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Catalogue No: 9780199735372

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Subtitle: Memory, Sublimation, and Desire

Department: Biographies & Reference - Books & Literature (Classical)

Publisher: Oxford University Press

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The first book to thoroughly examine the relationship between French Decadence and music
The first book in musicology to theorize memory in great depth, and thus to make a major contribution to memory studies in the humanities
The first book to sketch out a theory of musical dandyism, whether in Ravel or any other repertoire, and uses it to flesh out new autobiographical possibilities in music
Offers a sustained engagement between music and the work of such critical thinkers as Proust, Baudelaire, Freud, Bergson, Jankélévitch, and Nietzsche

The music of Maurice Ravel (1875-1937), beloved by musicians and audiences since its debut, has always proven itself a difficult topic for scholars. The traditional stylistic categories of impressionism, symbolism, and neoclassicism, while relevant, have offered too little purchase on his fascinating but enigmatic work. Ravel the Decadent provides an innovative and productive solution by locating the aesthetic origins of this music in the French Decadence and demonstrating the extension of this influence across the length of his oeuvre. While there are many Decadent topics, this book selects three--memory, sublimation, and desire--and uses them not only to delineate the content of this music, pinpoint its overlap with contemporary cultural discourse, and link it to its biographical context, but also to create new methods altogether for the analysis and interpretation of music.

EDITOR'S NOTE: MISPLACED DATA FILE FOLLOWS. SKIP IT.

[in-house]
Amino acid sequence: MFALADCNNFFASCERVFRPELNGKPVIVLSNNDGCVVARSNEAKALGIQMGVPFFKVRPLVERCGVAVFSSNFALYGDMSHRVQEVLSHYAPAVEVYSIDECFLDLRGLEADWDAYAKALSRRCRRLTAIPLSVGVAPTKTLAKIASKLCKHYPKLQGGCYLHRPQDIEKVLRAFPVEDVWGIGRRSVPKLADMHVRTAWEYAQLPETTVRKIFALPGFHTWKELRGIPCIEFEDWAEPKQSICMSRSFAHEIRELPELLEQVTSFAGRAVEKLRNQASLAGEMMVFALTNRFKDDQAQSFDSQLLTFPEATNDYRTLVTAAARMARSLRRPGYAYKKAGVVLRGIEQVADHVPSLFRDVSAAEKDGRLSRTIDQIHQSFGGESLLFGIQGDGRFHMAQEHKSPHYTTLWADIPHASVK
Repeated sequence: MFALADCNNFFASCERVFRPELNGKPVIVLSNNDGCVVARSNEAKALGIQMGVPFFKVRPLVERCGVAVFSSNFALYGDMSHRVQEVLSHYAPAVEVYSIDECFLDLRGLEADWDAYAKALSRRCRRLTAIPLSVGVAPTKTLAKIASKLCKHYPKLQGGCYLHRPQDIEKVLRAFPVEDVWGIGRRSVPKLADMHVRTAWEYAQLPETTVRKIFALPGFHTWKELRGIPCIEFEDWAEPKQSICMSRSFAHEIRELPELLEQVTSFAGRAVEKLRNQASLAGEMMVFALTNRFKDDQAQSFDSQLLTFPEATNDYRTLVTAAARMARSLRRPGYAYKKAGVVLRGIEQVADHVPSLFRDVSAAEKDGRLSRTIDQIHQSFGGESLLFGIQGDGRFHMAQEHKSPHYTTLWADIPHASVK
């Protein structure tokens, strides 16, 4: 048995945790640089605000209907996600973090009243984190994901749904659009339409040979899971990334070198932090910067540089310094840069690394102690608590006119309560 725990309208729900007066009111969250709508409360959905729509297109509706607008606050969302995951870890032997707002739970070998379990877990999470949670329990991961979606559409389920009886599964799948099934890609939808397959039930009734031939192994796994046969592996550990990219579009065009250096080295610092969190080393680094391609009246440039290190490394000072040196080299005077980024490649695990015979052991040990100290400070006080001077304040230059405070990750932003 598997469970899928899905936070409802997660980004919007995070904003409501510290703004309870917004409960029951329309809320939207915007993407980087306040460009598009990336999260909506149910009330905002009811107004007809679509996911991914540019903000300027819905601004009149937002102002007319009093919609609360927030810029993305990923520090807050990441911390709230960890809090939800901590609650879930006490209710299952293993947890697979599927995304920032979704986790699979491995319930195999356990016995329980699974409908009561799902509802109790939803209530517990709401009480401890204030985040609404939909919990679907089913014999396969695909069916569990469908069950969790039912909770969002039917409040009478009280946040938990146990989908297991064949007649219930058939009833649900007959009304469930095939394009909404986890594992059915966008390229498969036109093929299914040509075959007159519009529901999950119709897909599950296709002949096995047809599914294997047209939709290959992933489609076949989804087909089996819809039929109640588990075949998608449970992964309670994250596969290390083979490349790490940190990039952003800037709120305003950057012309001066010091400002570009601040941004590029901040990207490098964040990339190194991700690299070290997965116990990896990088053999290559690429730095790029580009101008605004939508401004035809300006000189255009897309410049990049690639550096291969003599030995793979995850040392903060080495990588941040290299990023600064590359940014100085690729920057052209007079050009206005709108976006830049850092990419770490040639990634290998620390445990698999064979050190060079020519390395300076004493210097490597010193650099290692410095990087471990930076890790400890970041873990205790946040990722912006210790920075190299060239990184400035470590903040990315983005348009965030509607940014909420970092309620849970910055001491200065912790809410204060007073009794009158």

Ravel the Decadent opens by defining the main concepts, giving particular attention to memory and decadence. It then stakes out contrasting modes of memory in this music: a nostalgic mode that views the past as forever lost, and a more optimistic mode that imagines its resurrection and reanimation. It acknowledges Ravel's lifelong identity as a dandy--a figure that embodies the Decadence and its aspiration toward the sublime--and identifies possible moments of musical self-portraiture before stepping back to theorize dandyism in European musical modernism at large. It then addresses the dialectic between desire and its sublimation in the pairing of two genres--the bacchanal and the idyll--and leverages the central trio of concepts to offer provocative readings of the two waltz sets, the Valses nobles et sentimentales and La valse. It concludes by invoking the same terms to identify a topic of "faun music" that promises to create new common ground between Ravel and Debussy. Rife with close readings that will satisfy the musicologist, the book also suits a more general reader through its broadly humanistic key concepts, immersion in contemporary art and literature, and clear, direct language.

Readership: · Scholars of French Classical Music, as well as Late Nineteenth- and Early Twentieth-Century Music · Music Historians in general · Music Analysts and Theorists · Scholars of European Modernism · Scholars of French Literature · Scholars of Memory Studies · Literary and Psychoanalytic Theorists in the Humanities

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Contents and Reviews

Contents
Introduction: Memory, Decadence, and Music
Chapter 1: Thematic Cyclicism and the Ravelian Finale
Chapter 2: Reanimation and the Primal Scene
Chapter 3: Dandy, Interrupted
Chapter 4: Idylls and Bacchanals
Chapter 5: Epilogism in the Valses nobles et sentimentales
Chapter 6: Dynamism in La valse
Conclusion: In the Footsteps of the Faun
Introduction Notes
Chapter 1 Notes
Chapter 2 Notes
Chapter 3 Notes
Chapter 4 Notes
Chapter 5 Notes
Chapter 6 Notes
Conclusion Notes
Bibliography
  

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